July 16, 2005
Enron Settlement Reached
Enron will pay as much as $1.52 billion to settle claims with the State of California and other parties. The payout is expected to be approximately 20 cents to the dollar for claims filed against the company. See Article Here
July 15, 2005
Houston Law Firm Accused of Sandbagging Federal Court
Yesterday the Wall Street Journal ran an editorial discussing the decision by Judge Janis Graham Jack of the U.S. District Court for the Southern District of Texas to declined to exercise jurisdition over approximately 10,000 silicosis cases brought as class action lawsuits. After conducting an extensive review of the medical diagnosis of the plaintiff class, Judge Jack concluded that the majority of the diagnosis had been manufactured by the plaintiffs' bar and a handful of doctors for purposes of litigation. Whether her decision to decline subject matter jurisdiciton over the cases and remand them to Mississippi state court will be the end of the line for these cases remains a matter of some speculation (see ABA article). Among the sanctions imposed by Judge Jack was the requirement that the law firm of O'Quinn, Laminack & Pirtle pay $8,250 in legal fees accrued by the defendants. (Note, corrected 7/19/05 per WSJ correction).
The US Gov't as Private Market Participant
The July/August 2005 Business Law Today's lead article, "Private Suppliers in a Public Role" focuses on the growing participation of the US government in private markets. The US government currently spends $76 billion in the private market each year. The article cites three reasons for the increase in private spending in the government; 1. New procedures for spending that allow for faster acquisition of products and services, 2. Reconstruction efforts in Afghanistan and Iraq have created a large market for private firms to participate in the rebuilding, and 3. The Bush administration's aggressive use of private markets to increase competition within government agencies.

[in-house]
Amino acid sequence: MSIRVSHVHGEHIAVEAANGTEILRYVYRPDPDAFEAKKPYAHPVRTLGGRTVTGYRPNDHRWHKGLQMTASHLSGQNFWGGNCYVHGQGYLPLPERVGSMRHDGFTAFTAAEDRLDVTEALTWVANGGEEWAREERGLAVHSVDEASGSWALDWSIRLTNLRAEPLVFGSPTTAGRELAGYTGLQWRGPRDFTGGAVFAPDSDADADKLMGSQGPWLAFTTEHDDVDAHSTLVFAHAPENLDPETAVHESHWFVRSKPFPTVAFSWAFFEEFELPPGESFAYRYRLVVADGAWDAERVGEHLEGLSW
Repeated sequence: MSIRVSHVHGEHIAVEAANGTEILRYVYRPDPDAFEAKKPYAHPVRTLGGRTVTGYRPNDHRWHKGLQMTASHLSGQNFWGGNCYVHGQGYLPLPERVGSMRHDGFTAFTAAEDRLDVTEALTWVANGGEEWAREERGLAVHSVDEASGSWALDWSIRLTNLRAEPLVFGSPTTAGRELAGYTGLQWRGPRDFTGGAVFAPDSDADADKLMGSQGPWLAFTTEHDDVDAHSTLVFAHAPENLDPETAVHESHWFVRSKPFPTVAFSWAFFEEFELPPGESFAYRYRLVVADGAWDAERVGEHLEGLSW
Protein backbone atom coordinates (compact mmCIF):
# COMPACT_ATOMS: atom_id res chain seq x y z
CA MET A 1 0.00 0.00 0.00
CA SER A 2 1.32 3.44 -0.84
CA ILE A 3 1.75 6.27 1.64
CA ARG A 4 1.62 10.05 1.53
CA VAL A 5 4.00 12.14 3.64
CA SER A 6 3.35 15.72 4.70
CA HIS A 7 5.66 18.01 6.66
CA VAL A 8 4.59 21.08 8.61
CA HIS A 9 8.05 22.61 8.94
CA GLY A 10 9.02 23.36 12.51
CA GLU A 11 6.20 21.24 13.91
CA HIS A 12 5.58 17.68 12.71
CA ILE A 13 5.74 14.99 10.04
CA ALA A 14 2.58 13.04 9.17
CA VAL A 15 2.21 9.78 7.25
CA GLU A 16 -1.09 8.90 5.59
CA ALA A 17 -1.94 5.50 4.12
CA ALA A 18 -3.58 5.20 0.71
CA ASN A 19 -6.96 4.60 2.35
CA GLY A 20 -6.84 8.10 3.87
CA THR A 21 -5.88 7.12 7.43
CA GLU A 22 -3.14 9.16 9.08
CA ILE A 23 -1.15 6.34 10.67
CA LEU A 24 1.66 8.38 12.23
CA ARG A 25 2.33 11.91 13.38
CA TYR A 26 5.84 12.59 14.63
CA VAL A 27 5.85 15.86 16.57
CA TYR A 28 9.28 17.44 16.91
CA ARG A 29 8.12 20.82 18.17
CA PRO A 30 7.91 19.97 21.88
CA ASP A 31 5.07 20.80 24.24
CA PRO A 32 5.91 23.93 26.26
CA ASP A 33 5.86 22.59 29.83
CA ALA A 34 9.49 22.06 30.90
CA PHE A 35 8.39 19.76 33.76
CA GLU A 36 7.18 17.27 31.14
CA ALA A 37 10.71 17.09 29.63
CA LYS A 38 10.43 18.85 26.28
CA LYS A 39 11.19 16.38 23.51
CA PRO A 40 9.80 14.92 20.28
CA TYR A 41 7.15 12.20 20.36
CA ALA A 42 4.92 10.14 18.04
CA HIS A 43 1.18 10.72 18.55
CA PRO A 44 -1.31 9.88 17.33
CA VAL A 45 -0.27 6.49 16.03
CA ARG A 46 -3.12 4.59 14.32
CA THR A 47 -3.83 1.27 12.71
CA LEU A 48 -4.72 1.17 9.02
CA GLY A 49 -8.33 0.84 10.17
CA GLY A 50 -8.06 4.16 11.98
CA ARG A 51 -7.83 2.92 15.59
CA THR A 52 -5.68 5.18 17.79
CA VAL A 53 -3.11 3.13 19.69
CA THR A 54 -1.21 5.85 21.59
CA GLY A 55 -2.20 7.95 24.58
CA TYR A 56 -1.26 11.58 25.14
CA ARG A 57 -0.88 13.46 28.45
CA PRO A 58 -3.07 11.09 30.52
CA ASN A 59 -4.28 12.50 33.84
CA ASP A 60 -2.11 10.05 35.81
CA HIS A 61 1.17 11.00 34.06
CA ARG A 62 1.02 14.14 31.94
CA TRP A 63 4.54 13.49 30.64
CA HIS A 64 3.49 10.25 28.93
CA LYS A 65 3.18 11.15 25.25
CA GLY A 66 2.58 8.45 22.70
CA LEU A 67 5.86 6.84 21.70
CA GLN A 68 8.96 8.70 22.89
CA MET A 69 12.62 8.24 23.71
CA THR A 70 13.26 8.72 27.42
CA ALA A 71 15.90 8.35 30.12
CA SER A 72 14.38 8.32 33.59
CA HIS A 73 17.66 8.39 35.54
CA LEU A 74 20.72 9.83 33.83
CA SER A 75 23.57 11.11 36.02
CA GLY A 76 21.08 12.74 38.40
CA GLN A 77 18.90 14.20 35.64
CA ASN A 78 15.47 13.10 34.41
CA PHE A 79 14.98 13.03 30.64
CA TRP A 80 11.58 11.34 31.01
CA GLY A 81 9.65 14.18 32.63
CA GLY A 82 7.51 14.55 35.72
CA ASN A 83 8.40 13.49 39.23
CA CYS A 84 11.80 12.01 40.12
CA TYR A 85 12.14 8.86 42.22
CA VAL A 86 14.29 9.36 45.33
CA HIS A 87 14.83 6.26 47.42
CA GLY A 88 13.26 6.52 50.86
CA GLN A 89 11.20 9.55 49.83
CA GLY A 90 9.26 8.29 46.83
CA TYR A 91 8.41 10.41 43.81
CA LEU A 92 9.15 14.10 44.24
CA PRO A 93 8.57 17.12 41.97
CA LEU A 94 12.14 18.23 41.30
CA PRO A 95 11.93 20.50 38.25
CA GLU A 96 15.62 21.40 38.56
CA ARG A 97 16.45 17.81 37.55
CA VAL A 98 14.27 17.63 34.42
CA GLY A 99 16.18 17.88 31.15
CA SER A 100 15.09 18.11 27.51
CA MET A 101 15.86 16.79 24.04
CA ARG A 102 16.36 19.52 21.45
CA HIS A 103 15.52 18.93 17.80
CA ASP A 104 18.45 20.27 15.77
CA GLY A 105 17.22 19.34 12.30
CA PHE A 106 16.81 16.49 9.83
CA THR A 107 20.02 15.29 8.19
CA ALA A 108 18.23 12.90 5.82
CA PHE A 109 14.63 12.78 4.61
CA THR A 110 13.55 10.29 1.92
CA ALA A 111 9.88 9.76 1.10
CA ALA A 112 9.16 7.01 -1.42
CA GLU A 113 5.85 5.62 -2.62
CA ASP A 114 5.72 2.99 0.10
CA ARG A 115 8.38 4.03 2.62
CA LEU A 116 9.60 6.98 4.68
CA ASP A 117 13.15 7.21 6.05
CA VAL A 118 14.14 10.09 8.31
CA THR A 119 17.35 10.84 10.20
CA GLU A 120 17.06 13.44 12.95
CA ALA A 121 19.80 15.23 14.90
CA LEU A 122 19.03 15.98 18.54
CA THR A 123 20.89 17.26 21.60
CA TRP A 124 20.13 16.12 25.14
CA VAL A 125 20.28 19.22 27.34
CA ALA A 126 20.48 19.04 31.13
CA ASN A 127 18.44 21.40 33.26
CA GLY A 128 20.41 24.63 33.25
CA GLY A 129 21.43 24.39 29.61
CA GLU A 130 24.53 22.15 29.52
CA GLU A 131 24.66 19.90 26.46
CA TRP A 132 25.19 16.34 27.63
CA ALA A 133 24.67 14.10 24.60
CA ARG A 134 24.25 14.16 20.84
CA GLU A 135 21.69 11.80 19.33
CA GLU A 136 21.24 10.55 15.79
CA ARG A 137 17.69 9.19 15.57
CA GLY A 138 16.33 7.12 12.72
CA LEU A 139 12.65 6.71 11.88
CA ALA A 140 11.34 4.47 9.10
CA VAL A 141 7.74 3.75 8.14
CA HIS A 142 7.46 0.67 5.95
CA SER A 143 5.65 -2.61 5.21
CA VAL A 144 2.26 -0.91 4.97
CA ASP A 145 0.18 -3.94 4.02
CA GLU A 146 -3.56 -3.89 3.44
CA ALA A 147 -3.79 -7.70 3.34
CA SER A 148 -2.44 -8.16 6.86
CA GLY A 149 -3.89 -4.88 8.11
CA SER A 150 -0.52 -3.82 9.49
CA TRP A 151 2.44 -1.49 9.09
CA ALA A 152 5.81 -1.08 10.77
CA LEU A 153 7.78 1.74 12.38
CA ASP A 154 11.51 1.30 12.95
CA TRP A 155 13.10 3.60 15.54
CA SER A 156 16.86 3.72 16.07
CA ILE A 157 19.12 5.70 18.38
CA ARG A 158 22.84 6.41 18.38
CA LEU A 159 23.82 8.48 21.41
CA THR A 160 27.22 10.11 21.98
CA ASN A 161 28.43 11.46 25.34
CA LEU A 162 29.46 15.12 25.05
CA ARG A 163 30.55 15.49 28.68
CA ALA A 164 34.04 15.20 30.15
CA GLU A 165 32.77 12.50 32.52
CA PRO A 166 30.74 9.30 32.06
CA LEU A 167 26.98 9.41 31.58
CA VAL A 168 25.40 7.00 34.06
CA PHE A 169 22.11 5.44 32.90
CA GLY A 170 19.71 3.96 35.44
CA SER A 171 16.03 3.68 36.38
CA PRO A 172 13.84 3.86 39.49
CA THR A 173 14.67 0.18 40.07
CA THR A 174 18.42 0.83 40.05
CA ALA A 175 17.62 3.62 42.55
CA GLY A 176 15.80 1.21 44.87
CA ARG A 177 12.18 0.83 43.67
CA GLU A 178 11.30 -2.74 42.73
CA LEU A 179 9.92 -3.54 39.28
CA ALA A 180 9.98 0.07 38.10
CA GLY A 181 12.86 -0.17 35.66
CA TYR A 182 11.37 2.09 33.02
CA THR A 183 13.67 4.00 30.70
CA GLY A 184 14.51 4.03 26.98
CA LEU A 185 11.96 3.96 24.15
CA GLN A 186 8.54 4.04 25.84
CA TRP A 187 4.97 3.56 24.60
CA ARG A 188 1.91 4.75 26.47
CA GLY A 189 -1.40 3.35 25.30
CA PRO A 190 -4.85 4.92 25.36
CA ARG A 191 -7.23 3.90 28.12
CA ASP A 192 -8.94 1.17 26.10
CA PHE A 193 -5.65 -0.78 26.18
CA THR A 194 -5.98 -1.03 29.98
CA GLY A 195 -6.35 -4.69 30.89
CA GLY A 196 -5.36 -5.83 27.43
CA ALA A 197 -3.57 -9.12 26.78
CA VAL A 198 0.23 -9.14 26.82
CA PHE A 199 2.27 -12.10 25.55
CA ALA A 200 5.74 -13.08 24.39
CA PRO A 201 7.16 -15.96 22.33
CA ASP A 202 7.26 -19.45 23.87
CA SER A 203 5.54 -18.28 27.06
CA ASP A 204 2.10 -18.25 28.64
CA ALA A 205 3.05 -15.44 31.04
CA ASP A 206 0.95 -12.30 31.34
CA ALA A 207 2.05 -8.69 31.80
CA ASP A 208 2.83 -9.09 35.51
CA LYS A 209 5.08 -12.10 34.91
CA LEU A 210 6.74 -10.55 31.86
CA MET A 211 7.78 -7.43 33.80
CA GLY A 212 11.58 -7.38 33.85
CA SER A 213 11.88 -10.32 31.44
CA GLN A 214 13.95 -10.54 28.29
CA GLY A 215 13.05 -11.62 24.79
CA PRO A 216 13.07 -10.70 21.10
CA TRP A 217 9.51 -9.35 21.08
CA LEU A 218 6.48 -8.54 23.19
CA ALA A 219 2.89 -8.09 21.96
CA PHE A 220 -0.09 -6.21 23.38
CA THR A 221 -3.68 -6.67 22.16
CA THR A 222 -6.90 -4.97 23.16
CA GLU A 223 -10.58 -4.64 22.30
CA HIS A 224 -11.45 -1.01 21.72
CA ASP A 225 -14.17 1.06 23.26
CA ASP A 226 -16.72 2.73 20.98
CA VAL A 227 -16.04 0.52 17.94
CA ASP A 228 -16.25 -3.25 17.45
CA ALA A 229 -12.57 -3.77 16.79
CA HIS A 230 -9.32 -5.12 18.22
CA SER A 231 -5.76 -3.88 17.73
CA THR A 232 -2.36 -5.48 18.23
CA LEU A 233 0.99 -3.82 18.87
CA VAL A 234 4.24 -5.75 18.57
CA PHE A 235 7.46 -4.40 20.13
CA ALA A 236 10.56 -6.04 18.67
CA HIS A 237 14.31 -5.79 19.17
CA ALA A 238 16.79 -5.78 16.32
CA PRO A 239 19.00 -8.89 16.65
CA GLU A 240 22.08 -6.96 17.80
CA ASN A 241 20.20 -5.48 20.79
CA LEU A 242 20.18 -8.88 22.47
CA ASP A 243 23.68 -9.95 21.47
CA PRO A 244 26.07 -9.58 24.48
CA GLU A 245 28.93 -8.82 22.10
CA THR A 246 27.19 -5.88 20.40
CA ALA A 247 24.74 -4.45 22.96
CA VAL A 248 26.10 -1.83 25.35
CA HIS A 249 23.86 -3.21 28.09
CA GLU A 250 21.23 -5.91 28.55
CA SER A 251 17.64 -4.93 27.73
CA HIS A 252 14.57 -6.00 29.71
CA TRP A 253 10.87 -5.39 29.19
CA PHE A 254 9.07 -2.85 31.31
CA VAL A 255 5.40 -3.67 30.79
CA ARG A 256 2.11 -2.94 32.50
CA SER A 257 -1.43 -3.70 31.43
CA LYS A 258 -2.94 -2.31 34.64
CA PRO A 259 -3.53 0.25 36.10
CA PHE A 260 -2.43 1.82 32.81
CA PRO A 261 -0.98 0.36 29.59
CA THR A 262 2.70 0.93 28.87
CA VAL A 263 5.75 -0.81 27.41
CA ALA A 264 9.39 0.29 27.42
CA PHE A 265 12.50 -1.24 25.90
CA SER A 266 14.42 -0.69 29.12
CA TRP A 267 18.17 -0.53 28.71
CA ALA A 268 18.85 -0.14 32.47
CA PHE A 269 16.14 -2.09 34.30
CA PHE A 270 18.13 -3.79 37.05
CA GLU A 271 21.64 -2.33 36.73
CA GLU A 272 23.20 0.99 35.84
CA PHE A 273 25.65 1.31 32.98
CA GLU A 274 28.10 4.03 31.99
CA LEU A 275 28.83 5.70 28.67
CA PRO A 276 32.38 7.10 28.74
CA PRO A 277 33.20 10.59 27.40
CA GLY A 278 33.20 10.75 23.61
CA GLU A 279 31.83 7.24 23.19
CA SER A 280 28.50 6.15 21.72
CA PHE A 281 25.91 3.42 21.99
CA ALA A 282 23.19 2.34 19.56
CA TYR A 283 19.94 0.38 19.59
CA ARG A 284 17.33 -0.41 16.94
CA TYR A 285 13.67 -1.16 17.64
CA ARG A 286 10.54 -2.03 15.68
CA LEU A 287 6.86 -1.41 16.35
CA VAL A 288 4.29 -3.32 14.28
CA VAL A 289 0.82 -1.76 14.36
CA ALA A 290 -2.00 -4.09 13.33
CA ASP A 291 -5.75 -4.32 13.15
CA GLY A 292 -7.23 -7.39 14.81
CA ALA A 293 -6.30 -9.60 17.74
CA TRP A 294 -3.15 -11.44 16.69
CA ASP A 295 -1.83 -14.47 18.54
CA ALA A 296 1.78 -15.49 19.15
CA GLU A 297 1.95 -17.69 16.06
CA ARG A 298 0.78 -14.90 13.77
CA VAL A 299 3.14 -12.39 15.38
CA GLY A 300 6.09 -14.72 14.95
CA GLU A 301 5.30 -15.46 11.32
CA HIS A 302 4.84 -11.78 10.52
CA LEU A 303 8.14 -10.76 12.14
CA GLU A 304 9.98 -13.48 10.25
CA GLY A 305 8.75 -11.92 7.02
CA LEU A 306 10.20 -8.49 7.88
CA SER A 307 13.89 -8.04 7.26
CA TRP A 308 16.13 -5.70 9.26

July 14, 2005
Verdict is in for Ebbers: 25 years
Bernard Ebbers, the former CEO of MCI, was sentenced to 25 years in prison for his part in the accounting fraud and scandal that lead to the demise of WorldCom. Business Week's July 13th article, "Ebbers Verdict" discusses the implications of the verdict on white collar crime.
July 13, 2005
Oxley Says Some SOX Reforms ’Excessive’
In a recent Financial Times article, U.S. Representative Michael Oxley claims that some measures of SOX were "excessive" and could have been introduced "more responsibly". (See Recap of Article here).
July 12, 2005
$32 Million for 3 months of work
In the New York Times today, an article discusses the compensation package for Stephen S. Crawford, the departing Co-President of Morgan Stanley. Mr. Crawford worked at Morgan Stanley for 3 months, but his severance package will pay as if he had worked two years. See Article Here
July 11, 2005
Stock prices remain steady after Hurricane Dennis
Analysts fears were calmed after Hurricane Dennis missed key oil refineries along the Gulf Coast, and no major damage was inflicted on the oil supply. The price of oil had steadily risen last week, and analysts were concerned the rise would lead to a decrease in consumer spending. See Article here.
July 10, 2005
Goldman considering ICBC investment
An article from FT.com, "Goldman Sachs ponders ICBC stake", looks at Goldman's possible investment in ICBC (Industrial and Commercial Bank of China). Other companies bidding for ICBC (American Express, Credit Suisse and others) are expected to challenge Goldman's participate due to Goldman's advisory role in the initial public offering of the Bank of China.